Friday, 10 August 2007

Is your life worth a Wal-Mart settlement?

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A $50 million wrongful death lawsuit brought against Wal-Mart by the family of a man who was allegedly given the wrong insulin prescription has been settled during mediation without admission of liability or fault. Terms of the settlement, reached last month, were kept confidential, of course. The dusty news piece is now slowly trickling into more corners of the web.

On December 13, 2005, Keith Scofield visited a Wal-Mart pharmacy in Frederick, Maryland, and ordered over-the-counter Humulin R (u-100). Instead, he was allegedly given Humulin R (u-500), a prescription drug that contains five times the insulin of the requested medication. He injected the insulin on December 20, 2005, lapsed into a diabetic coma, and died on January 2, 2006, according to the lawsuit filed by his family.John Simley, a spokesman for Bentonville, Ark.-based Wal-Mart, said: "This was the best way to resolve the matter."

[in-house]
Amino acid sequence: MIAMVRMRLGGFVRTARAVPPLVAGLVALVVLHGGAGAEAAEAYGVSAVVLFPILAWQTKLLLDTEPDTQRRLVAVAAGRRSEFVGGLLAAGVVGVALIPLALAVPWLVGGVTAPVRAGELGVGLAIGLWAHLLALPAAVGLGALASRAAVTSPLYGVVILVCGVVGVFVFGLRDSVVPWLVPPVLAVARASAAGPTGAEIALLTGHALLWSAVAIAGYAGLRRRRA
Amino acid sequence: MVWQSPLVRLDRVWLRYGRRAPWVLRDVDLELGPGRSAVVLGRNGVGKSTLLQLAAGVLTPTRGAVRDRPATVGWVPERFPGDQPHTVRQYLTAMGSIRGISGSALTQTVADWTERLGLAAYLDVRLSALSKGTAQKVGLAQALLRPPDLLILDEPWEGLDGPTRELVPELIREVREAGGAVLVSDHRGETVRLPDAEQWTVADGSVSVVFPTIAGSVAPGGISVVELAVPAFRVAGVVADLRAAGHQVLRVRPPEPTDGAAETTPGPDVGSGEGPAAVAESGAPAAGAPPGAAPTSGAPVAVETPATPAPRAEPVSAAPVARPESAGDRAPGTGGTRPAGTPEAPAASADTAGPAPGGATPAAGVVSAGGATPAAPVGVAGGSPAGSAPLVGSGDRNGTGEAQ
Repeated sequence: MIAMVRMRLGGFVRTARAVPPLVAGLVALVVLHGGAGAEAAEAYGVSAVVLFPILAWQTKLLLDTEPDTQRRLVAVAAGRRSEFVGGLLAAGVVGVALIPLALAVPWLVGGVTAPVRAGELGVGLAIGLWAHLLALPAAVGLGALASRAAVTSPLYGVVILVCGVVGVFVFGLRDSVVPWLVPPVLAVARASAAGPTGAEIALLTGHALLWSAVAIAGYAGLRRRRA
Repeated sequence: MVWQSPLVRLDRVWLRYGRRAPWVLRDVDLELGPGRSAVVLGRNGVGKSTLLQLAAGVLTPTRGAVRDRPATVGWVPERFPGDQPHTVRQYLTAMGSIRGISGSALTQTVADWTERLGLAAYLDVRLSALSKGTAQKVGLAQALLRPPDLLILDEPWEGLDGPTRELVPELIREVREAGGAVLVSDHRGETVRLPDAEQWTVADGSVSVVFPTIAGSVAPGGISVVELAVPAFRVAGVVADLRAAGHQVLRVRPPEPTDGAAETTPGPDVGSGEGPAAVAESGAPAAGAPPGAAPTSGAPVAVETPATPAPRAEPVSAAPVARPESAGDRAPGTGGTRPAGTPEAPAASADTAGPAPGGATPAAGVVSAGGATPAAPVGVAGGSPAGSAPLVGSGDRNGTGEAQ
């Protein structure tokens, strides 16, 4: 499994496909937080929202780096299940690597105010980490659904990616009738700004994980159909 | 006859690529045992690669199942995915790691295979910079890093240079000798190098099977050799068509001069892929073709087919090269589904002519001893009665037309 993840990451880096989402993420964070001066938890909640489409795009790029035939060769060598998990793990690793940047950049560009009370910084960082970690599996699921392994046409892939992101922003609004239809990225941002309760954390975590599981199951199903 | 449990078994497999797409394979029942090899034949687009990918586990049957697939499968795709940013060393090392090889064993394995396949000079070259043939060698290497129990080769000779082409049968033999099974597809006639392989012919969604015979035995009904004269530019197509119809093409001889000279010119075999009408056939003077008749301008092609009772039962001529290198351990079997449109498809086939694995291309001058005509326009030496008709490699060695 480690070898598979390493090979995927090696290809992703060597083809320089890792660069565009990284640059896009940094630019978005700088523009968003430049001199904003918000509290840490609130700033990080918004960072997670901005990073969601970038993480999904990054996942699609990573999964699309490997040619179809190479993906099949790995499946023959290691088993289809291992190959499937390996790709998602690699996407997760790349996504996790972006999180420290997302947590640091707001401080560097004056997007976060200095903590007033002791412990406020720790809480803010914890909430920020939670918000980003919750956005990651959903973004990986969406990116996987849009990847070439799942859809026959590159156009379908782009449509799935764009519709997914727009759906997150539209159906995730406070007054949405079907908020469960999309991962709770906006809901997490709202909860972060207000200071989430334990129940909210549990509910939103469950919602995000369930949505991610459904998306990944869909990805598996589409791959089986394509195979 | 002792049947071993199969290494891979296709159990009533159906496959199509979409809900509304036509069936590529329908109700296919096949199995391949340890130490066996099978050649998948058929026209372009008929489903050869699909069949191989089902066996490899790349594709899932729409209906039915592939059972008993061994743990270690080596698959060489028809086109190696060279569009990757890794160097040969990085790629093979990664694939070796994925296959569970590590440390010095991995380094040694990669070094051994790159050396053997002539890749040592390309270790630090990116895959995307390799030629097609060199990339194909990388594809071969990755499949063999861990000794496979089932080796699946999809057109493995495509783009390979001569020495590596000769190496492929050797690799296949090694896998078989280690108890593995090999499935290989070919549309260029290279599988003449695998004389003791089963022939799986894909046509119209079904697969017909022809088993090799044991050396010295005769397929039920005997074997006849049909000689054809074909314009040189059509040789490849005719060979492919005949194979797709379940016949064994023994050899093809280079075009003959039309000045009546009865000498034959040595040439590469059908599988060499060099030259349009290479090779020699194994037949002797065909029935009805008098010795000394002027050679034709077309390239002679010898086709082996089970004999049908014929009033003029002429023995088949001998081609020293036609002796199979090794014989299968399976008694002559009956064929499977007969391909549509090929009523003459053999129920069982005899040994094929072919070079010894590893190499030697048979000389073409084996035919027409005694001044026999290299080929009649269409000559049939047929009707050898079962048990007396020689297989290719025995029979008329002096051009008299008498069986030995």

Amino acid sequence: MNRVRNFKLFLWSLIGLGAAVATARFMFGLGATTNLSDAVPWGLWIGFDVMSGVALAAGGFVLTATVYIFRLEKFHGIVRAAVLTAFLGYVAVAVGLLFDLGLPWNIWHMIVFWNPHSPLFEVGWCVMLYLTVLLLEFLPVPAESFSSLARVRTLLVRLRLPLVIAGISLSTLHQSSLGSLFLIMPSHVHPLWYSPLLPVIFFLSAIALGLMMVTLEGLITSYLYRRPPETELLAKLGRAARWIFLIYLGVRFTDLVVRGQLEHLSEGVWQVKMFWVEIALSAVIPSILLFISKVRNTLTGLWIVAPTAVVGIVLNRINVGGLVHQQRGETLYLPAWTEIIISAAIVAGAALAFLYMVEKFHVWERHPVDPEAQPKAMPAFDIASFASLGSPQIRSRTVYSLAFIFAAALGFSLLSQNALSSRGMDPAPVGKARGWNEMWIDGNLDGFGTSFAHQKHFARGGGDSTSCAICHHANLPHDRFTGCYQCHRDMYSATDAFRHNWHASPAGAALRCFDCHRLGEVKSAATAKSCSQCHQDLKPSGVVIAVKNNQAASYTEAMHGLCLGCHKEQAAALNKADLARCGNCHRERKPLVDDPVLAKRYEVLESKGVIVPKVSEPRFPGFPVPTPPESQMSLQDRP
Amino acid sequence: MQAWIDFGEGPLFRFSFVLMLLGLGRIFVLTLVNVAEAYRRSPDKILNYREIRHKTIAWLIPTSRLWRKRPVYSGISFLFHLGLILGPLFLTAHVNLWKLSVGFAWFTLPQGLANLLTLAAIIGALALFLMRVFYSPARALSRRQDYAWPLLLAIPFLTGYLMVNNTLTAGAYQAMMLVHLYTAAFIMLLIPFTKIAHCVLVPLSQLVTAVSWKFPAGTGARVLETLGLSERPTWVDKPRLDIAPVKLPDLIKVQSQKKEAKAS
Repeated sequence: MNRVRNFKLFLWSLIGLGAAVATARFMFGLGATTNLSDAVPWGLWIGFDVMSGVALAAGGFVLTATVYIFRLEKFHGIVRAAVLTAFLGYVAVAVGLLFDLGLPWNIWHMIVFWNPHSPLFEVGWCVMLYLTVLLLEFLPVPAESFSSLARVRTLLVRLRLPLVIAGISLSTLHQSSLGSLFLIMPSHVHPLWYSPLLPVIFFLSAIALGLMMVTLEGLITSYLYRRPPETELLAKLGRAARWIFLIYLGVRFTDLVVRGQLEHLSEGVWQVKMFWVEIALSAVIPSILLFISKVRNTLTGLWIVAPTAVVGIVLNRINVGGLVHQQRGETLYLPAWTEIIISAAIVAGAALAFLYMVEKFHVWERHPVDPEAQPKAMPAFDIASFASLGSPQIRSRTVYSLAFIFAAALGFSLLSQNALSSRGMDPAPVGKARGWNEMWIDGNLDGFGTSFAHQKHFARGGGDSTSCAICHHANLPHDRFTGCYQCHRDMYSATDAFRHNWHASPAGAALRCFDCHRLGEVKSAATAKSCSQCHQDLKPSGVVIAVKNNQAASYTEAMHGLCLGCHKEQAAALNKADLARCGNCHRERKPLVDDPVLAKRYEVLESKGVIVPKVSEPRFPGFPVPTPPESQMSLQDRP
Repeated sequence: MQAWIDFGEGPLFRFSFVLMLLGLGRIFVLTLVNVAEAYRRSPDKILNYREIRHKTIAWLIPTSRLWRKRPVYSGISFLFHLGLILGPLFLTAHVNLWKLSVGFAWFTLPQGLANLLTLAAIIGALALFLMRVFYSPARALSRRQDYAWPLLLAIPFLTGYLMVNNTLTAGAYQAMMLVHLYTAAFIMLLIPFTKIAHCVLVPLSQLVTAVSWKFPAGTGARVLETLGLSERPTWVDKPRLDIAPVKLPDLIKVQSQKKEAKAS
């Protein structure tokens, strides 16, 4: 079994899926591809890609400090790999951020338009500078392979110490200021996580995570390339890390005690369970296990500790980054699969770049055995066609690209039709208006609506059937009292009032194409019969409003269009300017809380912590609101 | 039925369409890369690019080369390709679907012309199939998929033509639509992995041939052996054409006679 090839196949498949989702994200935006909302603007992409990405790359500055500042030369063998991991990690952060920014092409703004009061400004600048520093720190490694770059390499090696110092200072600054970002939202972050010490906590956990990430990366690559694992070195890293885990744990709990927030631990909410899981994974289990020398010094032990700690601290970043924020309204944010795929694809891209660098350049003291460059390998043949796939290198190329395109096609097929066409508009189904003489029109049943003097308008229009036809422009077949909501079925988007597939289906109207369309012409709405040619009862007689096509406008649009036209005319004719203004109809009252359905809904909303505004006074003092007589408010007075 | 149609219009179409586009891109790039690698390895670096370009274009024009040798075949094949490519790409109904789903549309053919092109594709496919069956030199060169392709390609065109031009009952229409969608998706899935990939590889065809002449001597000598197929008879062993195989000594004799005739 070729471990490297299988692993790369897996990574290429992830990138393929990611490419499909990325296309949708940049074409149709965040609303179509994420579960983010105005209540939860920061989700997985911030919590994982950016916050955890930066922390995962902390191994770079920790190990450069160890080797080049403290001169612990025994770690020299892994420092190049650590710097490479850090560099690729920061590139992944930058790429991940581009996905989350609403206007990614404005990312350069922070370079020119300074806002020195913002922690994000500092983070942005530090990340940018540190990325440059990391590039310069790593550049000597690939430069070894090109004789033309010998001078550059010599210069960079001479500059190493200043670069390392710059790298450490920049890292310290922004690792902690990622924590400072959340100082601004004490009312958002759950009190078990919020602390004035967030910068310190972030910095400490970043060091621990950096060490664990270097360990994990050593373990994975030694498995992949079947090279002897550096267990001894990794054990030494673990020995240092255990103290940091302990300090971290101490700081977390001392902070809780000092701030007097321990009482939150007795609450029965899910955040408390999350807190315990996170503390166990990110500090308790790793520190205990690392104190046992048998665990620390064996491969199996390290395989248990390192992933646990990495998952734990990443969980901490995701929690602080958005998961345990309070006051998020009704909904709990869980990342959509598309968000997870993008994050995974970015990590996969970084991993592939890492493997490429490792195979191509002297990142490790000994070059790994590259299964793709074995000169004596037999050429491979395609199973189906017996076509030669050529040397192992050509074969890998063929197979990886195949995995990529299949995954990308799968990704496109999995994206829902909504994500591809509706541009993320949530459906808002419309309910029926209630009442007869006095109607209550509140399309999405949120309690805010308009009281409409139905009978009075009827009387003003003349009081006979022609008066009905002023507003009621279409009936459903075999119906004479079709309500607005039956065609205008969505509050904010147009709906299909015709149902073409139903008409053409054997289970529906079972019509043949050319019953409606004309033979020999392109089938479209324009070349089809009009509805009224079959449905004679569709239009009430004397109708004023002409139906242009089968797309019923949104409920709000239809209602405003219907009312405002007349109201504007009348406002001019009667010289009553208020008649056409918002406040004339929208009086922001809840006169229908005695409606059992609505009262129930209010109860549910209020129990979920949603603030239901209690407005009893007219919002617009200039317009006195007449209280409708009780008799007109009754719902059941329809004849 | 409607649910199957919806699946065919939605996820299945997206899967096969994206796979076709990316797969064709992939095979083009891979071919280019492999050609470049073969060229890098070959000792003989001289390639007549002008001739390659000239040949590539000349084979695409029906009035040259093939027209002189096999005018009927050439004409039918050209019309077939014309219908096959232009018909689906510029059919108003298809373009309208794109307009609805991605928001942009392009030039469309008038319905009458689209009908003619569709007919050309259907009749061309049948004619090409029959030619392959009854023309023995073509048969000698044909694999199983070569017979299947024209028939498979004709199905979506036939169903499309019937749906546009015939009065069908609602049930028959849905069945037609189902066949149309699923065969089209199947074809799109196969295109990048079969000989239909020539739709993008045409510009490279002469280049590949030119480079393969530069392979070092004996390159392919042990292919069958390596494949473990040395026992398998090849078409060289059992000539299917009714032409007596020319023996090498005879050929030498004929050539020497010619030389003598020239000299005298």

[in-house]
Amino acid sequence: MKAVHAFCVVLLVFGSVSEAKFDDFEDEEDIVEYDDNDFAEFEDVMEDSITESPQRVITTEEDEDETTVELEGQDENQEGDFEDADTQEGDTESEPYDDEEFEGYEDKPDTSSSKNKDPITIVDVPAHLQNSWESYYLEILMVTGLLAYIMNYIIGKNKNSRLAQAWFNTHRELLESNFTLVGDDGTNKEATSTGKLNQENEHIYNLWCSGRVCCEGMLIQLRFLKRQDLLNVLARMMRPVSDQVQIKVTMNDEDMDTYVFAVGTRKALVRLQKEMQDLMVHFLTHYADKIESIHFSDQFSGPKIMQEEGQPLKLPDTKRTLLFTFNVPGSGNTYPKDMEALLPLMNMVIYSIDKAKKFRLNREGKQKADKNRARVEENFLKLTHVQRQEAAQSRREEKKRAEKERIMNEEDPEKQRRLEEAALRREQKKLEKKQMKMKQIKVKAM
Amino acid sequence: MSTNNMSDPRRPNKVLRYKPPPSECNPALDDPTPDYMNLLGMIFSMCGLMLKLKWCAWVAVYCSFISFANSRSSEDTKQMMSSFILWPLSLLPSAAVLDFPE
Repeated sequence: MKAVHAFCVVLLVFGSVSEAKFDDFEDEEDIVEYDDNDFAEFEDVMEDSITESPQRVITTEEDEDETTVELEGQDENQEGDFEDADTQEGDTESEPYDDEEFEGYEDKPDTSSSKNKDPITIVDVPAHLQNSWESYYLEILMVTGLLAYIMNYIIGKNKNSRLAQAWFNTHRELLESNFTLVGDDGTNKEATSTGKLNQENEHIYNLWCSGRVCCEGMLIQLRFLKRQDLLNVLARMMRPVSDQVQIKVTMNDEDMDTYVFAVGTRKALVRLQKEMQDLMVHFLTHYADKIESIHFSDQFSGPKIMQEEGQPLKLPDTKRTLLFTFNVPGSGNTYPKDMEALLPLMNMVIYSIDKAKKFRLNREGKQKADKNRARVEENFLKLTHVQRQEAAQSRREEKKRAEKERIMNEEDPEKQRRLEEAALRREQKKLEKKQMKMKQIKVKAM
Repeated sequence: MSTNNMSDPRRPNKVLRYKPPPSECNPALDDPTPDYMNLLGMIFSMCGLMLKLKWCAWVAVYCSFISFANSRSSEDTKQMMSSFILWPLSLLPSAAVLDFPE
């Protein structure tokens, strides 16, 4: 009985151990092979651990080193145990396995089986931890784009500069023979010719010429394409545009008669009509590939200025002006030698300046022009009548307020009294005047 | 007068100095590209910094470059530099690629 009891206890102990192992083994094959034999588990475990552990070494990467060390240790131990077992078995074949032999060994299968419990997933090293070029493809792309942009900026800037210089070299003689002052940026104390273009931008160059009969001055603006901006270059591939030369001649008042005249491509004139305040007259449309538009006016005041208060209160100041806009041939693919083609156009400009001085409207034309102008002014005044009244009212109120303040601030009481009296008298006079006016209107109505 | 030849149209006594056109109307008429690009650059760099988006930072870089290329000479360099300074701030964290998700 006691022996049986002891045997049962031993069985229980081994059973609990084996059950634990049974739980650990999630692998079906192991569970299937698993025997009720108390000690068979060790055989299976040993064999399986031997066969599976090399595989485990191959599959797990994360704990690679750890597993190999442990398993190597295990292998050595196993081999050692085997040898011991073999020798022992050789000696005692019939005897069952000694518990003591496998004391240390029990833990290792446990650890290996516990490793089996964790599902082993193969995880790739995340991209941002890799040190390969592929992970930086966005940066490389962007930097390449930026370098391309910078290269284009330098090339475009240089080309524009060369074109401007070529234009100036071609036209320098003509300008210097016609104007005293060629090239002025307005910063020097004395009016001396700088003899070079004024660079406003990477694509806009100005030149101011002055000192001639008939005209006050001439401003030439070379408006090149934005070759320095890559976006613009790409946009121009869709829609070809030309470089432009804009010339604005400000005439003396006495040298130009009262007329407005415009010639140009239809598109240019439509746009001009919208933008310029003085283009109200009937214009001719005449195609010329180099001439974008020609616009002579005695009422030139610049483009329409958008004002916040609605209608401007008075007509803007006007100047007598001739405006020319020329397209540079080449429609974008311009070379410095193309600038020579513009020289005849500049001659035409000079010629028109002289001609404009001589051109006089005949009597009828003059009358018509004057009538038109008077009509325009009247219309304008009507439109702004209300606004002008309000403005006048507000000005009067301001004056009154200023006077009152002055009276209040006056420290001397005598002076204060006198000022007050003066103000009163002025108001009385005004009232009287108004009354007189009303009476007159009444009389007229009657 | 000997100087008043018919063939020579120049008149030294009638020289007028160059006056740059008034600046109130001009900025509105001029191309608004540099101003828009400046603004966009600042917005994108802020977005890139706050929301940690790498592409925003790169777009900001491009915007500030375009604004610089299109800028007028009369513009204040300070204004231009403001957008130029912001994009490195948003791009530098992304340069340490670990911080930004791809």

Of course it was. Wal-Mart won't feel a dent in its bottom line from whatever they decided to pay the man's mother and other family members. One report says that the settlement was reached "amicably" by both parties. Well, sure, why not take the money and run? But I doubt there were any clap routines or smiley-faced greetings. The lesson here? Whether you get your insulin at a brick-and-mortar pharmacy or wrapped in pounds of dry ice and bubble wrap (green living anyone?) in a package left by your mail carrier, you better check the label twice if you think your life is worth more than a settlement from a behemoth discount store.


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